As for your comment r.e. the "issue" the ZDNet article mentioned ["... He had Vista installed already so THERE WAS AN OS INSTALLED ..."] ==> No!!  He did not.   The "problem" he mentioned ["... Another problem I encountered had to do with getting my first virtual machine to see the bootable media that I had loaded into the host systems CD drive. For some reason, the VM insisted on endlessly probing the local area network for a boot image instead. It wasn't until I changed a CD/DVD-drive setting and turned off the network interface (so there was no network to search) that the VM finally booted from the CD."]  was trying to get his virtual machine to see his bootable media.   As he noted, he had to change a "CD/DVD-drive setting" --> undoubtedly this was simply setting the CD to "Use Physical Drive x:" as I noted earlier that you have to do.   It was NOT necessary to "turn off the network interface" => I'm sure he did that; but it simply wasn't necessary.   His "real" machine (the host) was running Vista -- but he was attempting to boot to a bootable CD to install an OS in his "first virtual machine" :-)    This was simply a novice error with Virtual PC ... nothing more.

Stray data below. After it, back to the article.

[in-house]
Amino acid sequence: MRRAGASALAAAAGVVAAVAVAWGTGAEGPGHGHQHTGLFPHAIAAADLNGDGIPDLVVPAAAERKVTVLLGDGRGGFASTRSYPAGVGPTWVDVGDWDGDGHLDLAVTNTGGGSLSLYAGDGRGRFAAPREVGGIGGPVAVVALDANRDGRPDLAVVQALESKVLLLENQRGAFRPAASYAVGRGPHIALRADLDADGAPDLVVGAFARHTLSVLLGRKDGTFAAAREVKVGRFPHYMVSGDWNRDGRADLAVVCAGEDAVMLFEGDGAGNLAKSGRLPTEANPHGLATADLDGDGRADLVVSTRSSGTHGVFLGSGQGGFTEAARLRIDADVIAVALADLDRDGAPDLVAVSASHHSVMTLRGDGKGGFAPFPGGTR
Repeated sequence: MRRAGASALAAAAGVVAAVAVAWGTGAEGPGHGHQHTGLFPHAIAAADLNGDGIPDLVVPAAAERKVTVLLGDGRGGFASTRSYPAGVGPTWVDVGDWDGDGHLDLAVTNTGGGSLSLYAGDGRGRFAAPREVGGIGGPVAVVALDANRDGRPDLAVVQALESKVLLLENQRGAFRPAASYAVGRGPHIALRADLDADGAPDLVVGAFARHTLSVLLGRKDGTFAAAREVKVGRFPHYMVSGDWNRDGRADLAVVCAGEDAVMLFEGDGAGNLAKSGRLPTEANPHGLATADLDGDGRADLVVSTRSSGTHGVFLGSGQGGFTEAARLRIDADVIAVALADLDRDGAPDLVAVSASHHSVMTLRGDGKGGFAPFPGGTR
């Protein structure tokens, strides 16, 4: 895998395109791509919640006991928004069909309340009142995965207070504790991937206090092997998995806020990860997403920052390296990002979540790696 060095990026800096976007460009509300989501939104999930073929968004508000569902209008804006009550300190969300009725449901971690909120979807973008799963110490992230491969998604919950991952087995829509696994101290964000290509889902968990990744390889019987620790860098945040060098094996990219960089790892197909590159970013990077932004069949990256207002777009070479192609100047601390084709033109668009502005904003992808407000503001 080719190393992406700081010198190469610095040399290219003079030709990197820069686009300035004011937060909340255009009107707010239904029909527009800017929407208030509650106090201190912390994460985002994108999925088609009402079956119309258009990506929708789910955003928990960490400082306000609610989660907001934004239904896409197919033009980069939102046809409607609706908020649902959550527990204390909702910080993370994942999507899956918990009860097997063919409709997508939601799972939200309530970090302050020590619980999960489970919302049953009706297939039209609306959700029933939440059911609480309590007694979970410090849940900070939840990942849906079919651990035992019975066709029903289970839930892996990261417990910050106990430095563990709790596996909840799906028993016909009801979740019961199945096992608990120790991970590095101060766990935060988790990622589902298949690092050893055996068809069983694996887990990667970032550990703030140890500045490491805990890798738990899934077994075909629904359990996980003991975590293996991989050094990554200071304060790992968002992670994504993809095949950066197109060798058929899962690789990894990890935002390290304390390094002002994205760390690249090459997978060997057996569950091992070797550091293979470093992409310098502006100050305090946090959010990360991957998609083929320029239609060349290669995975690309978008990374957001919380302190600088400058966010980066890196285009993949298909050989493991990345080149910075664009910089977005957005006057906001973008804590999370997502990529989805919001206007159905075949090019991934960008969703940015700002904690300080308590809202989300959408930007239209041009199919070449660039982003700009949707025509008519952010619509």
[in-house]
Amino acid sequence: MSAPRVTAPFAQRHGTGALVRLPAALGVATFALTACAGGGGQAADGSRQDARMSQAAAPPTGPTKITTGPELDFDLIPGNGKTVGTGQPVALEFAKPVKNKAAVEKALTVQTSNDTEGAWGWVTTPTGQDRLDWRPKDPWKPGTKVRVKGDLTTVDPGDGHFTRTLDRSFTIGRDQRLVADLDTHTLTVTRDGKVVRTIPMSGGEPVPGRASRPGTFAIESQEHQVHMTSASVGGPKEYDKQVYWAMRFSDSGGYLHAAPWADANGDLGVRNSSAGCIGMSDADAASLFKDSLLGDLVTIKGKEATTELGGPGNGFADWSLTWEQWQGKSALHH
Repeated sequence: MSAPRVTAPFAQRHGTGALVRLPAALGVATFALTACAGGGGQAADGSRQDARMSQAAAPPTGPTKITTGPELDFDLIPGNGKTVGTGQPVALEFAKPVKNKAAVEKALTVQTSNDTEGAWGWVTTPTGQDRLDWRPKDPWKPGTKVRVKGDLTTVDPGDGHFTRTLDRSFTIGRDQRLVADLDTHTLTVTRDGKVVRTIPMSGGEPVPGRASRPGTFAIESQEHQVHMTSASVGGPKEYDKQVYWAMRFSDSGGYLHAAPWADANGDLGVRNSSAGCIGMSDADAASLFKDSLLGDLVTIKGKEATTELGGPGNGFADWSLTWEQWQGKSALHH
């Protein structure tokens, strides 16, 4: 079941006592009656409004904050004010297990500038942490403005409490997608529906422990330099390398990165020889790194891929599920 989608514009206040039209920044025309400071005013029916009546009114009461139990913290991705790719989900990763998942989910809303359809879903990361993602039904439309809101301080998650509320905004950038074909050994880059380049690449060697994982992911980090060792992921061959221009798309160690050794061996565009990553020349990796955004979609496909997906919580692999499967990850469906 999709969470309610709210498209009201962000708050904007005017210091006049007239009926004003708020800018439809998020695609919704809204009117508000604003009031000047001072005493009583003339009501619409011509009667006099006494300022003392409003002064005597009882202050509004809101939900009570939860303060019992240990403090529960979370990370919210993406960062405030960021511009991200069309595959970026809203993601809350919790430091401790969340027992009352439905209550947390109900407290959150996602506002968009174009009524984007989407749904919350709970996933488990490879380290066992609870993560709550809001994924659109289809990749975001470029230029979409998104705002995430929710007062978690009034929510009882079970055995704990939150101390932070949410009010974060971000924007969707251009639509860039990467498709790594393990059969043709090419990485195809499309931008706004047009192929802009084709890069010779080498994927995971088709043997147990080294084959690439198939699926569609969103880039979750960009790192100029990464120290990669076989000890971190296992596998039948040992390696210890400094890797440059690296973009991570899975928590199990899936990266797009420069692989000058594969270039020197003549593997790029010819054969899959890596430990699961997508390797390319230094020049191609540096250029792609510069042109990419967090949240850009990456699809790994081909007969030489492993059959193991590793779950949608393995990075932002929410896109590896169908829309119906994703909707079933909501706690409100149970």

If you want to install XP rather than copy an existing virtual machine, it's just as easy as I noted before.   When you first "Start" an empty Virtual PC, it is NORMAL for it so simply try and boot from the network ... and to keep doing this.   All you have to do is go to the "CD" setting and set it to "Use Physical Drive x:" (x: being your drive's assigned letter); and then go to "Action" and do a Ctrl+Alt+Del to reboot the virtual machine.   This will then boot to the XP CD ==> you then just "click" in the virtual PC window (to force focus there) and hit a key during the "Press any key to boot from CD" message ... the XP will then install with no issues.   Not even any drivers to install (since XP "knows" about all of the virtualized hardware components).

Note:   It's basically just as easy to install XP in VMWare Server ... in case you need to do that for the higher graphics resolution.




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mgross333Author Commented:
I just copied the Vhd and Vmc files and used them to add a virtual PC and it worked fine saving me a lot of time as there are things there beyond installing XP that were already set up.

However, regarding garycase's comment (and KCTS's similar comment)
> As KCTS noted, however, there will be problems if this needs to be on a domain ... as it will have the same SID as the other copy.

We have 17 wired PCs connected to switches and sub-switches and all the switches are connected to ONE router which is connected to Comcast (DHCP ISP) and all the TCP/IP properties are set to auto ip, auto dns. On one large LAN.